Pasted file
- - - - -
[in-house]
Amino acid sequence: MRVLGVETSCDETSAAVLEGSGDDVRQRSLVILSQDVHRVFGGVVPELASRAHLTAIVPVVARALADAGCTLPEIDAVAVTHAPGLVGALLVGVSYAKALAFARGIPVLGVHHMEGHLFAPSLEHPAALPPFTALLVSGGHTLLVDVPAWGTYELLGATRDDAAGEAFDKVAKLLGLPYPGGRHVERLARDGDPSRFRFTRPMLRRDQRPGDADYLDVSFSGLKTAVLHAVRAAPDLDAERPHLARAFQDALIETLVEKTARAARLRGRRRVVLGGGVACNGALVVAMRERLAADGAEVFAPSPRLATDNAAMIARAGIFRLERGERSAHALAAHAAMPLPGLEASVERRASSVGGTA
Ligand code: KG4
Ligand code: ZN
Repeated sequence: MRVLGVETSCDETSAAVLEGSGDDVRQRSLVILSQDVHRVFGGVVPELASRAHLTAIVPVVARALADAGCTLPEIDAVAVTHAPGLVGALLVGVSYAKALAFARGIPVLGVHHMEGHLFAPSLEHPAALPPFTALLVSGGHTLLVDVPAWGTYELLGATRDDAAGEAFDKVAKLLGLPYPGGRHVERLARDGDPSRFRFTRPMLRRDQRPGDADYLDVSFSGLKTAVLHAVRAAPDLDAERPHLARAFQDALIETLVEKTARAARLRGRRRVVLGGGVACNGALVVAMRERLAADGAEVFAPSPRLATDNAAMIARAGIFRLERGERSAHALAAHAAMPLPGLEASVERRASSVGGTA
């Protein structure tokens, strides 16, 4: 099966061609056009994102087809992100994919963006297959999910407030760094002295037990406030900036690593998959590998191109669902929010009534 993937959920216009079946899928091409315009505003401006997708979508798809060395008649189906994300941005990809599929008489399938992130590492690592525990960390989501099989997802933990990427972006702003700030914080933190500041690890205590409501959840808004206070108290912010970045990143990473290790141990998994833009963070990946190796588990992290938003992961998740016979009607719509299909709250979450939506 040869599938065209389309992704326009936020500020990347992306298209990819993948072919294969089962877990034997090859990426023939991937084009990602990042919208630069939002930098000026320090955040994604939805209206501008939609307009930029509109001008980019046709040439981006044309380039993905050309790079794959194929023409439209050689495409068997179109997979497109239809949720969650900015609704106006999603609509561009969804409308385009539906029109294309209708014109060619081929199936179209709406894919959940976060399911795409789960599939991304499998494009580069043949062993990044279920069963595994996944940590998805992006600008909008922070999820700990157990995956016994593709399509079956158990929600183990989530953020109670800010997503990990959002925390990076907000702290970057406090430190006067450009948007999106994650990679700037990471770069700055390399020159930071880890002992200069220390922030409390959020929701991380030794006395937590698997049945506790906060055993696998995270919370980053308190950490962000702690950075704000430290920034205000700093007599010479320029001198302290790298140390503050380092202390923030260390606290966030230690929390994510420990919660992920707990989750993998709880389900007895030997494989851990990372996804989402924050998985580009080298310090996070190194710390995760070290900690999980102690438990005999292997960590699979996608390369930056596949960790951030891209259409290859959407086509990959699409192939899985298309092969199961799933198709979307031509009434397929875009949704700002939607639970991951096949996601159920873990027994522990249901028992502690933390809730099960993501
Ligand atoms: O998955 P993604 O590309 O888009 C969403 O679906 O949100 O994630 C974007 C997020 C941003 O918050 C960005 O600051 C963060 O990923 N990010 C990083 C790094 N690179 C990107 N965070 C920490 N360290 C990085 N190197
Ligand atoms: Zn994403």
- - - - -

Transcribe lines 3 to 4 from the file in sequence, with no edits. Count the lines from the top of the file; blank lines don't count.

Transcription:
Ligand code: KG4
Ligand code: ZN